As we walked along further, we passed a number of different grape varietals being grown along the neatly planted rows. Always pushing the way forward in new ways of thinking within the wine making world, Masi wanted to see how a number of different Italian varietals would fare in this new terroir. The result? Corvina. One of the grape varietals used in the famous Amarone wines, it BLOSSOMED in this combination of climate, soil and environment, creating a flavour and aroma intensive grape. Also grown here is Malbec, Torrontés, Pinot Grigio and Croatina. The Apassimento technique is currently being tried on the Malbec and Pinot Grigio, and I daresay will produce some fantastic results.
One of the aspects of the Masi operation that I highly respected was that instead of coming in and only focusing on Italian methods, they keep “Argentinian heart and soul” in the wines they make, yet maintaining the elegant Venetian style. By blending both Italian and Argentine worlds together they are creating unique wines that bring a plethora of sensory tasting pleasure to wine lovers all over the globe.
A Sensory Experience
As we concluded our tour, we moved back to the Spanish style house where a lovely table was laden with wines and appetizers. I was now going to have the chance to taste the flavours of the wonderful experiments that I had heard so much of.
The first of these “nouveau” wines was called the “Passo Blanco”, a combination of 60% Pinot Grigio and 40% Torrontés, a white varietal native to Argentina. I will admit that I am a lover reds compared to whites, however the combination of Pinot Grigio and Torrontés intrigued me. Pinot Grigio normally has a fresh grassy flavour with a nice dry, acidic finish. Combine that with the beautiful floral and fruity bouquet that the Torrontés offers and you have a very interesting potential result. These two varietals were fermented separately, however one of the interesting things that they do here is add dry ice to the grapes immediately after they are harvested. This stops the grapes from fermenting before they move into the tank yet still allows them to breathe.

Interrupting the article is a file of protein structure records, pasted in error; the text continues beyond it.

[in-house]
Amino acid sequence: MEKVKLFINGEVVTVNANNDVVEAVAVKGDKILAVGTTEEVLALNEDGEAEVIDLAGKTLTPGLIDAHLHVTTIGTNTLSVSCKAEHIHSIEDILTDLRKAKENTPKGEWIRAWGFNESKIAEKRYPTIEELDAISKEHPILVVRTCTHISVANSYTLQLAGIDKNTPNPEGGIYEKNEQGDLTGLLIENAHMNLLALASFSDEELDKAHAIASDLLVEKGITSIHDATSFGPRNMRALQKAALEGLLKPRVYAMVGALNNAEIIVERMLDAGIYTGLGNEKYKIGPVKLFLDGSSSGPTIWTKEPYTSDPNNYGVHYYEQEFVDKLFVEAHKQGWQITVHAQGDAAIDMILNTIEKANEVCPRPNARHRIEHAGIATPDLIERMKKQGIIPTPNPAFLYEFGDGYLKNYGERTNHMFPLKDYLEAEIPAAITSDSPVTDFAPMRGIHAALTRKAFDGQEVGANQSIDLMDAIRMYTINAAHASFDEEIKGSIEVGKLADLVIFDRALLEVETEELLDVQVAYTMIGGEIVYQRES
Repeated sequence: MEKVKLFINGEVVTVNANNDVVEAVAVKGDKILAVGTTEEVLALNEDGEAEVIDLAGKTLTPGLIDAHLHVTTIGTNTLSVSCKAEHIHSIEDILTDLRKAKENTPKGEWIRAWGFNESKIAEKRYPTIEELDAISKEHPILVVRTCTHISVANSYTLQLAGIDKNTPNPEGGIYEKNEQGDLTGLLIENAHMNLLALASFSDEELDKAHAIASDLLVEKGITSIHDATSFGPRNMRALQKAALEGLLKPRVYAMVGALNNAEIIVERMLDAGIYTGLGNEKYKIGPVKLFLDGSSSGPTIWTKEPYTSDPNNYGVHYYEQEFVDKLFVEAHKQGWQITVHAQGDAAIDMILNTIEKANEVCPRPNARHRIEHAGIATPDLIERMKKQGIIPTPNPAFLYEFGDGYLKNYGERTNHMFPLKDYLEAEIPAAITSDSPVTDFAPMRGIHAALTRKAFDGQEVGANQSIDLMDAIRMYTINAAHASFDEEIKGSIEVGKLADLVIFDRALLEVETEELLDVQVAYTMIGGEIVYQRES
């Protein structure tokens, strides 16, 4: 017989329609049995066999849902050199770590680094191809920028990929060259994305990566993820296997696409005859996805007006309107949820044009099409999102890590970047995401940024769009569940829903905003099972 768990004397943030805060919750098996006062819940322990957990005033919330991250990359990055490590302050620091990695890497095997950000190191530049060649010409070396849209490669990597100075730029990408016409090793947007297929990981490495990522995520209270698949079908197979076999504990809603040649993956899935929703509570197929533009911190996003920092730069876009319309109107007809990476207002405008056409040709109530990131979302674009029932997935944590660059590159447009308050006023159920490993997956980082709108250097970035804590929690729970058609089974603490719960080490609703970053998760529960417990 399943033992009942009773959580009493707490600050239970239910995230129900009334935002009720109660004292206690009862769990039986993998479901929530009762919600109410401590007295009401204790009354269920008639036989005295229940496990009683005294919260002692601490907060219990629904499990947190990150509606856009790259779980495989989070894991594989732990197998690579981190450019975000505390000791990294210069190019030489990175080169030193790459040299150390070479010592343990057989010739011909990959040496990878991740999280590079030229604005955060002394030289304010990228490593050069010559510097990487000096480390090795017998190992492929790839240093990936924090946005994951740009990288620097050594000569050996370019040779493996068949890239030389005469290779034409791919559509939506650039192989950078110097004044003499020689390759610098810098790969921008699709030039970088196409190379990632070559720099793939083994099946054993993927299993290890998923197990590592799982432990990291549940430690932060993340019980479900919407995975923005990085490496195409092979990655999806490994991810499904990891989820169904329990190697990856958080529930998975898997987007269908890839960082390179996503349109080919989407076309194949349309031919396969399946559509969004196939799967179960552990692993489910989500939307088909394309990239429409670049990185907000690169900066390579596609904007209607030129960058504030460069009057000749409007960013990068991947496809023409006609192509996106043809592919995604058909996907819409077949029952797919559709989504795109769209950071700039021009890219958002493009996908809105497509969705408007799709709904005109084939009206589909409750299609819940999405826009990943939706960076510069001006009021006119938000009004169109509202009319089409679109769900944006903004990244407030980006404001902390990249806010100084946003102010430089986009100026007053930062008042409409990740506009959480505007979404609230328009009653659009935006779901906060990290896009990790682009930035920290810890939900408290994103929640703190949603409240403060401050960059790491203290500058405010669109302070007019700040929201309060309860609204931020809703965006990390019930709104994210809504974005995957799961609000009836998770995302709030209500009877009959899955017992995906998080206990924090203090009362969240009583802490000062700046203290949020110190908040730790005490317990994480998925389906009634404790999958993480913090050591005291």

And the results were indeed fantastic. With notes of honey, lavender and fresh grass on the nose it then burst forth in the mouth with flavours of fresh grapefruit, honey, and light floral notes. Yet at the same time provided you with a crisp and dry sensation. As these flavours then subsided, it left you with a lingering smooth and creamy finish. The wine was just an overall delight to the senses, a beautiful dance between flowers and fruit with undertones of dryness and crispness that balanced out and guided this intricate dance. On a hot summers day I would have happily lounged on the patio with a bottle of this on ice, enjoying the sunshine and soaking in the joie de vivre it emanated.
My ruminations on hot summer days however were brought to a standstill as we moved onto the next one. Ah a red… I quickly forgot my love affair with the delicate beauty I had just tasted and delved into the world of dark and rich. In front of me stood a glass of their “Passo Doble”, a combination of 70% Malbec and 30% Corvina. The Corvina had gone through the Apassimento technique, while the Malbec a regular fermentation. Again, another interesting combination. Similar to a Valpolicella in body and structure, this wine had beautiful aromas of cherries, dried plum, blueberries and notes of leather. Then as you slowly begin to let it move through your mouth the cherries and plum intensify and notes of strawberry burst forth. If you allow it it sit a few minutes more you are then greeted with deeper aromas of mocha, coffee and cacao. And to finish, it leaves you with a nice light acidity, familiar in many Italian wines. It was a beautiful and elegant wine, easy to drink yet full of aroma and flavour. I couldn’t help but keep going back to it, bringing it to my nose and taking in the constantly changing aromas. Somewhat evasive and mysterious, and just when you think you know it, it shows you a new aspect to its personality and you have to get to know it all over again from scratch. Now that is a wine worth getting to know.